The European Society of Cardiology in the latest prevention guidelines [6] reinforces the 5A smoking cessation strategy (ask, assess, advise, assist, arrange). This strategy has proved to be effective and patients rate it positively when asked about the help received from their doctor to stop smoking.

Brief advice on stopping smoking delivered by a physician has been seen to have a positive effect (although doctors generally do not feel the same way). The latest meta-analysis shows an increase in 6-month abstinence rates of 2.5% [7], which means that for every 40 smokers who receive short advice one will quit. Therefore, advice to stop smoking should be addressed to all smokers and not only to those who express an interest in quitting.

There is a dose-response relation between session length and abstinence rates.

All three session durations (minimal counselling – less than three minutes; low-intensity counselling – between 3 and 10 minutes; and higher intensity counselling – more than 10 minutes) significantly increased abstinence rates over those produced by no-contact conditions. However, there was a clear trend for abstinence rates to increase across these session lengths, with higher intensity counselling producing the highest rates.

Although we have quite successful medications for smoking cessation and good short-term results for smoking cessation at one year, the relapse rate is significant, which implies a high degree of psychological dependence.

Studies on varenicline showed that among subjects who received varenicline at the end of 12 weeks approximately 50% were successful in stopping smoking, while at 52 weeks after the initiation of the study drug (i.e., nine months after the drug was discontinued) the seven-day point-prevalence rates of abstinence from smoking were approximately 29% [8].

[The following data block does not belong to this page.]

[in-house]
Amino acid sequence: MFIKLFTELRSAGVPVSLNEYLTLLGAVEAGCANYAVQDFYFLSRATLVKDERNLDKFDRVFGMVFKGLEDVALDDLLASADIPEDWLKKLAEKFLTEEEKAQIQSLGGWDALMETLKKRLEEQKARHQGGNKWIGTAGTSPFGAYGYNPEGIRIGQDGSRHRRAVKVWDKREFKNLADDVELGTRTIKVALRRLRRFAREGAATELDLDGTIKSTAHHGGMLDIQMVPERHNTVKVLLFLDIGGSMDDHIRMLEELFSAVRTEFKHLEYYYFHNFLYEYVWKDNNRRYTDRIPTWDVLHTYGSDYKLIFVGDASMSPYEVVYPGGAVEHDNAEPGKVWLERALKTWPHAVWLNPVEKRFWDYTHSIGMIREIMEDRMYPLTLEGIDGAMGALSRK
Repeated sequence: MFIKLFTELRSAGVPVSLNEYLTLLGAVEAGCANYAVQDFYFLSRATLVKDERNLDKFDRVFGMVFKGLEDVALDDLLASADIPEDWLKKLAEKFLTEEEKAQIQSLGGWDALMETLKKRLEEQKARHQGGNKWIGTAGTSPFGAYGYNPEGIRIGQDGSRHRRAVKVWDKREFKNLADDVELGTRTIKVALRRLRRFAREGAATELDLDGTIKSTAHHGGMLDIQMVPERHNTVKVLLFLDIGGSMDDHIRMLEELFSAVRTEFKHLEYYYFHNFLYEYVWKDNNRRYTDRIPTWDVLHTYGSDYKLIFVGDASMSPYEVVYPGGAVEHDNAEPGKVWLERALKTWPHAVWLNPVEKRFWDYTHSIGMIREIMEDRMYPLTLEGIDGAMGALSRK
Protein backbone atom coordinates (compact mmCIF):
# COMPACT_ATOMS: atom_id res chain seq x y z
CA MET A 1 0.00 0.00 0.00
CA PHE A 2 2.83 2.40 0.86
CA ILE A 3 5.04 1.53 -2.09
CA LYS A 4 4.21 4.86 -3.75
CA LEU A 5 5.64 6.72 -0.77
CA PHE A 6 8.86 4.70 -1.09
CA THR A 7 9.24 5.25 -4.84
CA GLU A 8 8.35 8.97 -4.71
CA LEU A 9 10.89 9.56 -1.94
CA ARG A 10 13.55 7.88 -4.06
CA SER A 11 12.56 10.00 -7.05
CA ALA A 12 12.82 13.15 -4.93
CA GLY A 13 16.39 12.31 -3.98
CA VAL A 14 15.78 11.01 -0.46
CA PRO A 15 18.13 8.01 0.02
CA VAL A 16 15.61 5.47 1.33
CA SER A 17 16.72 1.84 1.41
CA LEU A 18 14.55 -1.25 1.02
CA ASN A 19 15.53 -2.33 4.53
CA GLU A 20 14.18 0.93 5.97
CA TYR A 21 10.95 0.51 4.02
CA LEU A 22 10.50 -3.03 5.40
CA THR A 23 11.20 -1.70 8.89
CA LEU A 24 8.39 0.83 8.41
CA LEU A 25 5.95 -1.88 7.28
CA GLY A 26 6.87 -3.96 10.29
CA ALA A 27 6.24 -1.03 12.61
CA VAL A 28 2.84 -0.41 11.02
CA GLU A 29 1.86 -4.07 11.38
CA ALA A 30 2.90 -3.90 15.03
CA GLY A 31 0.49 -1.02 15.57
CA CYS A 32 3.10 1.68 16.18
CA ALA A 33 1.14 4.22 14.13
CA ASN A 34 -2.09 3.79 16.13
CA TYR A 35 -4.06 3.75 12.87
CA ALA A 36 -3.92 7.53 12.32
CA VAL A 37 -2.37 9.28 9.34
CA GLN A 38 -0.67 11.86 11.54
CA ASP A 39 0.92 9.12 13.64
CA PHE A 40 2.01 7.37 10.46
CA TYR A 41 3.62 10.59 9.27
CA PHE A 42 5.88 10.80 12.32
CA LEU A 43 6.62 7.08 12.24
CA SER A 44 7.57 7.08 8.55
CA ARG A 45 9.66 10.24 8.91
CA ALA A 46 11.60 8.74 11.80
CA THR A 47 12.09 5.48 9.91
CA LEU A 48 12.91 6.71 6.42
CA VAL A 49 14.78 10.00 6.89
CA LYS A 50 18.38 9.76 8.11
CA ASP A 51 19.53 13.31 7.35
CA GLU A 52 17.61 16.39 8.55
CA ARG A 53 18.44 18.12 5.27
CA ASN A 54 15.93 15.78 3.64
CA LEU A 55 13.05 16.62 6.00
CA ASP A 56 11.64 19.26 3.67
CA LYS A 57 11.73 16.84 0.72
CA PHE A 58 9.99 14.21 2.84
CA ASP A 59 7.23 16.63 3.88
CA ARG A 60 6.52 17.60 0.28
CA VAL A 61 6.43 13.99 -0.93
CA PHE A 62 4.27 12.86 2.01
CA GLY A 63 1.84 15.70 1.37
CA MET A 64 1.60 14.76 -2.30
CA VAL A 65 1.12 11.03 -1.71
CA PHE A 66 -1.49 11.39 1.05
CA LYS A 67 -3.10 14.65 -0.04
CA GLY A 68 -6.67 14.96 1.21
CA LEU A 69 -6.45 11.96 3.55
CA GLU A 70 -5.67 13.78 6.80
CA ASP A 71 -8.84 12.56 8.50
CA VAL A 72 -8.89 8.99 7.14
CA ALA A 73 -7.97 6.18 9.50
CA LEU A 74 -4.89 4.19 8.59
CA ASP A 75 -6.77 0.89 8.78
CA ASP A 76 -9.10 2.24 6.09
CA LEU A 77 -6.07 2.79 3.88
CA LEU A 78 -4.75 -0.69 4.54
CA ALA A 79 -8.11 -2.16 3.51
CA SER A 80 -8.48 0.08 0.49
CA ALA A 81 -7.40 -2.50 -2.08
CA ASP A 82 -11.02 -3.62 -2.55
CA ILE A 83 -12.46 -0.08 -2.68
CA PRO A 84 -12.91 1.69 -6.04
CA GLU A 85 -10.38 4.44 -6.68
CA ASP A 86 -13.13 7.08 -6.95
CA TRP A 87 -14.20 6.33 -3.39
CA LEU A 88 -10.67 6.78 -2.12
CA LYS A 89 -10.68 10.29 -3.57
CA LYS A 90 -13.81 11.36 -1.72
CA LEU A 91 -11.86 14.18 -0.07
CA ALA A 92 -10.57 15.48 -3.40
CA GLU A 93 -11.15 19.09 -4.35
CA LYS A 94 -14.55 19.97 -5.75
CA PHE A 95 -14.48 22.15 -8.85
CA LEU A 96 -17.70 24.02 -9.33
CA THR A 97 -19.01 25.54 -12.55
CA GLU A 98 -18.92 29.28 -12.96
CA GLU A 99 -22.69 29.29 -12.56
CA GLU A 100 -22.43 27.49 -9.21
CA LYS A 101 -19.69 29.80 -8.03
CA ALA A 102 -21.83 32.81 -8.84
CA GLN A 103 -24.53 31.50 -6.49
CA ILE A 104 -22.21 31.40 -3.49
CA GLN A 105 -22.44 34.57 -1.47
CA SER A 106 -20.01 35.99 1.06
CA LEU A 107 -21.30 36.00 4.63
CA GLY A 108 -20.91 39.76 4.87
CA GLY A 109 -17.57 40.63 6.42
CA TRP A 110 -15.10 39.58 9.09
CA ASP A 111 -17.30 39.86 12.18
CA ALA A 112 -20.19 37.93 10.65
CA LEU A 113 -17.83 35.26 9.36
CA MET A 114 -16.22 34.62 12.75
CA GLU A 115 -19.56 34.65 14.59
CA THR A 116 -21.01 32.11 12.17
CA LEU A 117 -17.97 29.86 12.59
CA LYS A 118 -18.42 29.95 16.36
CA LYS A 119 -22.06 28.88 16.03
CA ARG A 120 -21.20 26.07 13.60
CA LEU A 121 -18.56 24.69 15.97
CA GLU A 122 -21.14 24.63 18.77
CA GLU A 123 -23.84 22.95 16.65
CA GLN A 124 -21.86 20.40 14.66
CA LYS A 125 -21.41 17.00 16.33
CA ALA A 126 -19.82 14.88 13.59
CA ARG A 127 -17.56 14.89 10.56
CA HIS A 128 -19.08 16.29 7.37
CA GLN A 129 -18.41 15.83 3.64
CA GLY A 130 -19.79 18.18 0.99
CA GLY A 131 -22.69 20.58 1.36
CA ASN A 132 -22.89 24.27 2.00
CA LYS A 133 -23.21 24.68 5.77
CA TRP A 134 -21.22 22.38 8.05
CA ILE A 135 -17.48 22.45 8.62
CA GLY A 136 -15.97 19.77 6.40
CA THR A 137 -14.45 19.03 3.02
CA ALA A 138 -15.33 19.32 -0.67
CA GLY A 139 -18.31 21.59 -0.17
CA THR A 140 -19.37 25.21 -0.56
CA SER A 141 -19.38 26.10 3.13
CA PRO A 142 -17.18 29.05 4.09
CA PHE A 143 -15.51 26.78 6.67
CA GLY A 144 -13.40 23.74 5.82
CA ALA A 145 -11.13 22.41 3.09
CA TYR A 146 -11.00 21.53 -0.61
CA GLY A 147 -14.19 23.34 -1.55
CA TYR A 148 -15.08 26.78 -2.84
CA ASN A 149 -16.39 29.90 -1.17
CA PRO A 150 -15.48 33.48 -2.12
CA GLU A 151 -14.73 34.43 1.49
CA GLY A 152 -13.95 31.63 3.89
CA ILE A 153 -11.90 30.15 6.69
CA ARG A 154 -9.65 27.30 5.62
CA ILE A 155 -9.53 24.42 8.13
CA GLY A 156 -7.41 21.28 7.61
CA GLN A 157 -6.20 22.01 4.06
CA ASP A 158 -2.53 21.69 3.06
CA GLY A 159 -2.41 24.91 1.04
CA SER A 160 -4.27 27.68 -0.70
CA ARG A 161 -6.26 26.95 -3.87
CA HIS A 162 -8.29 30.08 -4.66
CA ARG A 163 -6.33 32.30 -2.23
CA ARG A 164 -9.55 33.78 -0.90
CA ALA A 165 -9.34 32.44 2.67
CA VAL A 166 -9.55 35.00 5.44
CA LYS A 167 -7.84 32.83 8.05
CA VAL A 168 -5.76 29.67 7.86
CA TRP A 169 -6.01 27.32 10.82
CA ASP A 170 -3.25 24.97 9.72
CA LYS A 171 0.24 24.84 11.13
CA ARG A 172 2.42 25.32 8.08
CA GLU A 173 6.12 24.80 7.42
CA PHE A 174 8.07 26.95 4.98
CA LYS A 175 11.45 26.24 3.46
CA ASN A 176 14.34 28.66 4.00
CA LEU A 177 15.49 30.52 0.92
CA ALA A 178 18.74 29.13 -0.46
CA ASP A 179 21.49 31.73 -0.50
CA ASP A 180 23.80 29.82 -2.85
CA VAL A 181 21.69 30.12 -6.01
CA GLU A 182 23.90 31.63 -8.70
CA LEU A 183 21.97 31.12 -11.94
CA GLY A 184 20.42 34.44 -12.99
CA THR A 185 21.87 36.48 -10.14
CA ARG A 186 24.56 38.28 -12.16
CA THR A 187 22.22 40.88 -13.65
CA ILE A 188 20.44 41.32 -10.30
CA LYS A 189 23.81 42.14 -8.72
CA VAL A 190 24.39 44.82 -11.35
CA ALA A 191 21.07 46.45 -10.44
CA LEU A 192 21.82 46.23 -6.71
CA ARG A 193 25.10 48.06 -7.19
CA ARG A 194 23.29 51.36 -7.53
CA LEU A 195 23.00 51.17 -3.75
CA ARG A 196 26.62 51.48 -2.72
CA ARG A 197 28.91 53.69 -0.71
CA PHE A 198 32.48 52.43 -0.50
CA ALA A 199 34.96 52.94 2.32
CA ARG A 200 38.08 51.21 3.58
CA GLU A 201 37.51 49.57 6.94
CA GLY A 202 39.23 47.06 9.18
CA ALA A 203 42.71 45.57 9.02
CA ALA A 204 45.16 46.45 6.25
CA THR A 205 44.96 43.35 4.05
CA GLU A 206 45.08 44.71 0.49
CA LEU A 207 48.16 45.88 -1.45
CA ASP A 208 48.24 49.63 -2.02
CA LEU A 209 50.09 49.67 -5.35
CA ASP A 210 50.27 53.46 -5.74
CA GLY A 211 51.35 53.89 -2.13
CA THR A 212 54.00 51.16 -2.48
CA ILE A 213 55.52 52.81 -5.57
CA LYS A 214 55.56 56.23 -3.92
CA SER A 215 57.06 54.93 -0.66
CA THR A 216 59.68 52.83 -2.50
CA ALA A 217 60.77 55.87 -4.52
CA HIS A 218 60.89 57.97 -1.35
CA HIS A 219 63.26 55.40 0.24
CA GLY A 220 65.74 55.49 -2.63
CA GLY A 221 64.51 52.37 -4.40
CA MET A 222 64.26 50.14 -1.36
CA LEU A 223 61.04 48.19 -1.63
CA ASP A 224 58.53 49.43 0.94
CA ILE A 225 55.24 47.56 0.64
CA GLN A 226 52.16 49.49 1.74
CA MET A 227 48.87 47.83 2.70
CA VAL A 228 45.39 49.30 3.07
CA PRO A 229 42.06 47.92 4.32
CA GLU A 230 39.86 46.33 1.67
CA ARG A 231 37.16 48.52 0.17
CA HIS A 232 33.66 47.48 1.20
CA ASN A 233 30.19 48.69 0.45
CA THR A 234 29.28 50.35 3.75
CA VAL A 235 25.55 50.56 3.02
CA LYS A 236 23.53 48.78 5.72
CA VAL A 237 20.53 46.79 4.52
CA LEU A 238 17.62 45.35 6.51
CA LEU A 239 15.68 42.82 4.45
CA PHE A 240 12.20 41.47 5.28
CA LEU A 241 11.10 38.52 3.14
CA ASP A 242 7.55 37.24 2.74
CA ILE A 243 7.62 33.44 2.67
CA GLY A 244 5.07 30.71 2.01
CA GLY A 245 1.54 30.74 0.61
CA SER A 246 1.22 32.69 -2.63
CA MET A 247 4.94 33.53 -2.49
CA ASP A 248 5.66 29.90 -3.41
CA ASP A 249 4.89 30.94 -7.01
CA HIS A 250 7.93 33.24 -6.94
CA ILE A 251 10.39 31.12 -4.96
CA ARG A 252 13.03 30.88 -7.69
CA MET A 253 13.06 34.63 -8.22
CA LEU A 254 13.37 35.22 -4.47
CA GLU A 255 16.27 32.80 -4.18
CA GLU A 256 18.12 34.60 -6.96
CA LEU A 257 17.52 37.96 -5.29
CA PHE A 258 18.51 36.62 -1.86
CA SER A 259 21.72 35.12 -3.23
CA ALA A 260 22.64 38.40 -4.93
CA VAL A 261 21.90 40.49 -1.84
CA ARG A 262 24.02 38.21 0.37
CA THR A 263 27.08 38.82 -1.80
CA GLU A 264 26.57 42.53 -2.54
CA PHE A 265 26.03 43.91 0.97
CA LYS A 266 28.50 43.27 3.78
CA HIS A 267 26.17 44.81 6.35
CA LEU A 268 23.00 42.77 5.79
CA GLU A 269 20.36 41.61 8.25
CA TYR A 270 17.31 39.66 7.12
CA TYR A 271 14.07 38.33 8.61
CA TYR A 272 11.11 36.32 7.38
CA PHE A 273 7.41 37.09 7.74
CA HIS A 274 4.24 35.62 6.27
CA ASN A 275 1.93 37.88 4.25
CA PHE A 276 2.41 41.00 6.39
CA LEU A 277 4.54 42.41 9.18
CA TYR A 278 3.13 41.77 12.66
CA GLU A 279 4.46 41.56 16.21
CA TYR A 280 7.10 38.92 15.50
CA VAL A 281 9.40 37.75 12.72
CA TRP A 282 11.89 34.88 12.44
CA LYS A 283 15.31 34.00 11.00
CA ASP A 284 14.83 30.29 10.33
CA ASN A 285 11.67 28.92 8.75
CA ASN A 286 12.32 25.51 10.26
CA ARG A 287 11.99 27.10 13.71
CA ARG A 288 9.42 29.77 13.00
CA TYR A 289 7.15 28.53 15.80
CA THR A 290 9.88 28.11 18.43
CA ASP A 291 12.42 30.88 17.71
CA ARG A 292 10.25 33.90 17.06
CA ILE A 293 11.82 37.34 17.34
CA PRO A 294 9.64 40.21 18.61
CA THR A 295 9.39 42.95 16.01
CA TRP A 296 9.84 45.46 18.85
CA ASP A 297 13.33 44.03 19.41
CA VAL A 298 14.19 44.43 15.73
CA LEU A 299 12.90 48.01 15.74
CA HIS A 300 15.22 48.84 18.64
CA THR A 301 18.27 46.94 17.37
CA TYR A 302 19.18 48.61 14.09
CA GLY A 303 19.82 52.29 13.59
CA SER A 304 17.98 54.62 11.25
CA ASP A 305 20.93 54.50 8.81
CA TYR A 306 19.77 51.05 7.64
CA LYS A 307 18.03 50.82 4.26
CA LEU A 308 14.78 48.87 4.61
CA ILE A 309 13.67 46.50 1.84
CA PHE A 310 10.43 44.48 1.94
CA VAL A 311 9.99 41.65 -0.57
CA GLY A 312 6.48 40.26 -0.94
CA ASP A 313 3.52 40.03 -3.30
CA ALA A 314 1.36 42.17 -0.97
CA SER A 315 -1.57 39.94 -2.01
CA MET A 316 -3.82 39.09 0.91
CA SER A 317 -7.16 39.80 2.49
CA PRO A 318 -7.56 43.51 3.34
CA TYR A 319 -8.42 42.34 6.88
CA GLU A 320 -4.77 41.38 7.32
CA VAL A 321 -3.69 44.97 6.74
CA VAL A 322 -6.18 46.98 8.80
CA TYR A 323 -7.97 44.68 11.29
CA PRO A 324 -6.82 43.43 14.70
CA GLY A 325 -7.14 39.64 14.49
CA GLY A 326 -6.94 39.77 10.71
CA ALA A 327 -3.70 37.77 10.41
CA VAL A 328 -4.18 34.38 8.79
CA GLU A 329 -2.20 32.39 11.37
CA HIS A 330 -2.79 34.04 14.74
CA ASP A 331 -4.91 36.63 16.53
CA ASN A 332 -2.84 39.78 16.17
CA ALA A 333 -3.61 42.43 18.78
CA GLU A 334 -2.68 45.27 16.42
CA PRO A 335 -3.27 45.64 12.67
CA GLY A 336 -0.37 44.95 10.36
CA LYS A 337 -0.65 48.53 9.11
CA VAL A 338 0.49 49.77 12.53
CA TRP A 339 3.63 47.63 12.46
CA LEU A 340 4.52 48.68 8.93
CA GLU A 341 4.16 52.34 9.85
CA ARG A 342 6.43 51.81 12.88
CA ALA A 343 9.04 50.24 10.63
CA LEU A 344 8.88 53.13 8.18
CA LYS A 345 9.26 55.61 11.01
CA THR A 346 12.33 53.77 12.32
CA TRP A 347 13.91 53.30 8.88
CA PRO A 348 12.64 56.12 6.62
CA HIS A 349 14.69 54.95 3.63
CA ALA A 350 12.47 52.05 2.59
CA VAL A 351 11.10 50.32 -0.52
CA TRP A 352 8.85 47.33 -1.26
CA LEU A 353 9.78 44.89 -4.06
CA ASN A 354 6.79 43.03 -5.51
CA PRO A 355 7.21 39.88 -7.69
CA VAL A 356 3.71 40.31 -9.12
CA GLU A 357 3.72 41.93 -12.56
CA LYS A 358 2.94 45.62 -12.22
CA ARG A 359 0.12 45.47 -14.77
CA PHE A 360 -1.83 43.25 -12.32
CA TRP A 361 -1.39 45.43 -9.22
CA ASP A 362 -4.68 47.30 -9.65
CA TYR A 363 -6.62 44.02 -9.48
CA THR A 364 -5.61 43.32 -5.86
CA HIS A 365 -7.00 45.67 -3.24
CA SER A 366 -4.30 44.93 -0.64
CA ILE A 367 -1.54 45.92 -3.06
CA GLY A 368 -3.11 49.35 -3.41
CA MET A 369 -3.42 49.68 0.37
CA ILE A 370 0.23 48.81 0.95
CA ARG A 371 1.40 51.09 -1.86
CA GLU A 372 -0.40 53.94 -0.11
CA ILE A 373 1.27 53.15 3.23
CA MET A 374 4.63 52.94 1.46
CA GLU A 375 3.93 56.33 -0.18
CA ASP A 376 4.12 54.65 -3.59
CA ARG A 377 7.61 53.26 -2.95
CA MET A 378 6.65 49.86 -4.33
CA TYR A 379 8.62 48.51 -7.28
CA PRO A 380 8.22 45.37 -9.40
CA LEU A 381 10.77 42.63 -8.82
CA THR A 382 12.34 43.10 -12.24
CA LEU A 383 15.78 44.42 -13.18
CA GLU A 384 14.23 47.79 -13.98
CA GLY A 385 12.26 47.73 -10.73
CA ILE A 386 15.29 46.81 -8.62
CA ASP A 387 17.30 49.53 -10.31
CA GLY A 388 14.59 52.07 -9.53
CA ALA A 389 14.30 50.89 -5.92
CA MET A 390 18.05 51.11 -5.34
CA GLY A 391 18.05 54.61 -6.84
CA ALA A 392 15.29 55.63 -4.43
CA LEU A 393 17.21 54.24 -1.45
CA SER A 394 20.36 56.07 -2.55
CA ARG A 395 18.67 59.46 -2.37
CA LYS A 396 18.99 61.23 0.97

In addition to the prevention of smoking initiation and the promotion of smoking cessation, tobacco harm reduction is being recognised as a valuable and promising approach to accelerate further the decline in smoking prevalence and smoking-related harm [9]. Tobacco harm reduction is based on switching smokers to markedly less harmful alternative products, referred to by the Food and Drug Administration as modified-risk tobacco products (MRTP). The US Family Smoking Prevention and Tobacco Control Act defines an MRTP as “any tobacco product that is sold or distributed for use to reduce harm or the risk of tobacco-related disease associated with commercially marketed tobacco products”.

Importantly, to improve health at the population level, these substitutes for cigarettes must be acceptable to smokers, providing adequate nicotine delivery and satisfaction to prevent relapse to cigarette smoking.

Therefore, tobacco companies try to substitute cigarettes either with electronic cigarettes or with “heat not burn” (HNB) devices. In an era where regulatory pressures and public campaigns constantly reduce the number of smokers and consequently the number of cigarettes sold, the aim is to provide alternative, less harmful methods to satisfy the smoker’s addiction, reducing smoking-related health hazards.

In this fast-moving landscape with few solid scientific data, cardiologists are called on to express judgements on these products without real training or updating on the scientific level of evidence.